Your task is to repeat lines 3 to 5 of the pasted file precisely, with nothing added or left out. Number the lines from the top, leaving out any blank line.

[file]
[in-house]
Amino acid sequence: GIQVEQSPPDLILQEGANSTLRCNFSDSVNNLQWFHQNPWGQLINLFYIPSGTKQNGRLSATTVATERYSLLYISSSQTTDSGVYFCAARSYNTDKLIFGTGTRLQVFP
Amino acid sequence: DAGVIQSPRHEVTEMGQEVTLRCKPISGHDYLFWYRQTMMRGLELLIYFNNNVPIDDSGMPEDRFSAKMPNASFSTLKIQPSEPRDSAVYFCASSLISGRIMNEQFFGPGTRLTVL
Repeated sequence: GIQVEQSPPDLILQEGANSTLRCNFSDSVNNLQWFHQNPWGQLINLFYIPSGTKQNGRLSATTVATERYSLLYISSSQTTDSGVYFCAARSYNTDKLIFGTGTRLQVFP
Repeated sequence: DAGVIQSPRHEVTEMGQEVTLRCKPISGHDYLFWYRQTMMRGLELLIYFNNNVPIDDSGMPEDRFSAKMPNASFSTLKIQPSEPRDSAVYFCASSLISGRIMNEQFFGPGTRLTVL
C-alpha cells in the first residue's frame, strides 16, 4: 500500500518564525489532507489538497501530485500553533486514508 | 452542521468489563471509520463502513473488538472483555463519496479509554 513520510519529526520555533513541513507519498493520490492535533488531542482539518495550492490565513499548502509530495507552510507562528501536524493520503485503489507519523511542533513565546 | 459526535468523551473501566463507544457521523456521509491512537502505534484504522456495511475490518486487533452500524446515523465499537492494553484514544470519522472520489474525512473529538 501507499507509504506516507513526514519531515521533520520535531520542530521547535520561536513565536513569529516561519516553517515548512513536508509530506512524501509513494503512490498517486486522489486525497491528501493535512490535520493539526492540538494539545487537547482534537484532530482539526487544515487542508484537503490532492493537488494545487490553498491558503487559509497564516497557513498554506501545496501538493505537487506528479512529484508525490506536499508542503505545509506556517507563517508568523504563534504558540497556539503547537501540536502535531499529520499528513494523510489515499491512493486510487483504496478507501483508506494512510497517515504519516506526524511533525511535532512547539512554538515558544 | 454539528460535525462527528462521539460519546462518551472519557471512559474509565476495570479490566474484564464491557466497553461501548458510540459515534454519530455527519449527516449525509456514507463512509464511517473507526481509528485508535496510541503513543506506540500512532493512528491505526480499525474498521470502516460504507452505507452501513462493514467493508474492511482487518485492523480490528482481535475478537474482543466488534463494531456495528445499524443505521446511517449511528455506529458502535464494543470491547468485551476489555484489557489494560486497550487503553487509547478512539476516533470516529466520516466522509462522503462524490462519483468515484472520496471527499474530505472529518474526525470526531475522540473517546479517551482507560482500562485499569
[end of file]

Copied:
Amino acid sequence: DAGVIQSPRHEVTEMGQEVTLRCKPISGHDYLFWYRQTMMRGLELLIYFNNNVPIDDSGMPEDRFSAKMPNASFSTLKIQPSEPRDSAVYFCASSLISGRIMNEQFFGPGTRLTVL
Repeated sequence: GIQVEQSPPDLILQEGANSTLRCNFSDSVNNLQWFHQNPWGQLINLFYIPSGTKQNGRLSATTVATERYSLLYISSSQTTDSGVYFCAARSYNTDKLIFGTGTRLQVFP
Repeated sequence: DAGVIQSPRHEVTEMGQEVTLRCKPISGHDYLFWYRQTMMRGLELLIYFNNNVPIDDSGMPEDRFSAKMPNASFSTLKIQPSEPRDSAVYFCASSLISGRIMNEQFFGPGTRLTVL